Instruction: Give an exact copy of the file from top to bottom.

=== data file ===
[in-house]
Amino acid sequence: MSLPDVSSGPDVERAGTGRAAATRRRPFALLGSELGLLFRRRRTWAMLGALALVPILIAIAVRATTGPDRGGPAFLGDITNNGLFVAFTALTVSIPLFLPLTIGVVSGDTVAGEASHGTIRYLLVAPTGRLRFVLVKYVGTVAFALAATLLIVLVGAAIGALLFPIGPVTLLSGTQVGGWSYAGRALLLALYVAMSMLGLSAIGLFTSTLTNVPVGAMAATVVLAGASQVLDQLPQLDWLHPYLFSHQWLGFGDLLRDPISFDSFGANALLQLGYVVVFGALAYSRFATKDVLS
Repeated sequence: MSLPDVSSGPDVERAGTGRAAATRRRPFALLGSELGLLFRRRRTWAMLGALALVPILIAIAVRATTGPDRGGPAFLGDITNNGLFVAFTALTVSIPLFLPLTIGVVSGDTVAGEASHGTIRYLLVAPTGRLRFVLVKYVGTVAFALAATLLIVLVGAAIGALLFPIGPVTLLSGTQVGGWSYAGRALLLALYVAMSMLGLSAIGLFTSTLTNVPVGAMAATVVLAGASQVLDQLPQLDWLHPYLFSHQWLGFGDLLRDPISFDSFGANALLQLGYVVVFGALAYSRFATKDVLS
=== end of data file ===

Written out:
[in-house]
Amino acid sequence: MSLPDVSSGPDVERAGTGRAAATRRRPFALLGSELGLLFRRRRTWAMLGALALVPILIAIAVRATTGPDRGGPAFLGDITNNGLFVAFTALTVSIPLFLPLTIGVVSGDTVAGEASHGTIRYLLVAPTGRLRFVLVKYVGTVAFALAATLLIVLVGAAIGALLFPIGPVTLLSGTQVGGWSYAGRALLLALYVAMSMLGLSAIGLFTSTLTNVPVGAMAATVVLAGASQVLDQLPQLDWLHPYLFSHQWLGFGDLLRDPISFDSFGANALLQLGYVVVFGALAYSRFATKDVLS
Repeated sequence: MSLPDVSSGPDVERAGTGRAAATRRRPFALLGSELGLLFRRRRTWAMLGALALVPILIAIAVRATTGPDRGGPAFLGDITNNGLFVAFTALTVSIPLFLPLTIGVVSGDTVAGEASHGTIRYLLVAPTGRLRFVLVKYVGTVAFALAATLLIVLVGAAIGALLFPIGPVTLLSGTQVGGWSYAGRALLLALYVAMSMLGLSAIGLFTSTLTNVPVGAMAATVVLAGASQVLDQLPQLDWLHPYLFSHQWLGFGDLLRDPISFDSFGANALLQLGYVVVFGALAYSRFATKDVLS